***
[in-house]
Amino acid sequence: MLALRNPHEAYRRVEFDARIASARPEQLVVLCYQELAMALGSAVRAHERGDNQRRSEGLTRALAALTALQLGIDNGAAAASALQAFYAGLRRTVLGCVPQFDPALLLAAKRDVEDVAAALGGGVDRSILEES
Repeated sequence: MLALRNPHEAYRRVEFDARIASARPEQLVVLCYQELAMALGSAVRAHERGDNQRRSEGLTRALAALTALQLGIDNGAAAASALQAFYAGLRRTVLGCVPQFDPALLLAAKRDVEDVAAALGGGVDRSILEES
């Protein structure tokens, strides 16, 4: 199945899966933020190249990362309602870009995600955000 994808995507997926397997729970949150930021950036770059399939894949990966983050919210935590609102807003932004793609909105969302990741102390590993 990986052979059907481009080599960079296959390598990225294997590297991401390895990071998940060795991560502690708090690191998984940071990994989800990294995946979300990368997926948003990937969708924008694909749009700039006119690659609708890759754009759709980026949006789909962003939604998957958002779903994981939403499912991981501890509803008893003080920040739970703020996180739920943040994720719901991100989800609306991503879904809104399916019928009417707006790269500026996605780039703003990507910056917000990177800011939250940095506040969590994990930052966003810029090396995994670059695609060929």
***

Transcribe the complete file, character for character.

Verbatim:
[in-house]
Amino acid sequence: MLALRNPHEAYRRVEFDARIASARPEQLVVLCYQELAMALGSAVRAHERGDNQRRSEGLTRALAALTALQLGIDNGAAAASALQAFYAGLRRTVLGCVPQFDPALLLAAKRDVEDVAAALGGGVDRSILEES
Repeated sequence: MLALRNPHEAYRRVEFDARIASARPEQLVVLCYQELAMALGSAVRAHERGDNQRRSEGLTRALAALTALQLGIDNGAAAASALQAFYAGLRRTVLGCVPQFDPALLLAAKRDVEDVAAALGGGVDRSILEES
């Protein structure tokens, strides 16, 4: 199945899966933020190249990362309602870009995600955000 994808995507997926397997729970949150930021950036770059399939894949990966983050919210935590609102807003932004793609909105969302990741102390590993 990986052979059907481009080599960079296959390598990225294997590297991401390895990071998940060795991560502690708090690191998984940071990994989800990294995946979300990368997926948003990937969708924008694909749009700039006119690659609708890759754009759709980026949006789909962003939604998957958002779903994981939403499912991981501890509803008893003080920040739970703020996180739920943040994720719901991100989800609306991503879904809104399916019928009417707006790269500026996605780039703003990507910056917000990177800011939250940095506040969590994990930052966003810029090396995994670059695609060929």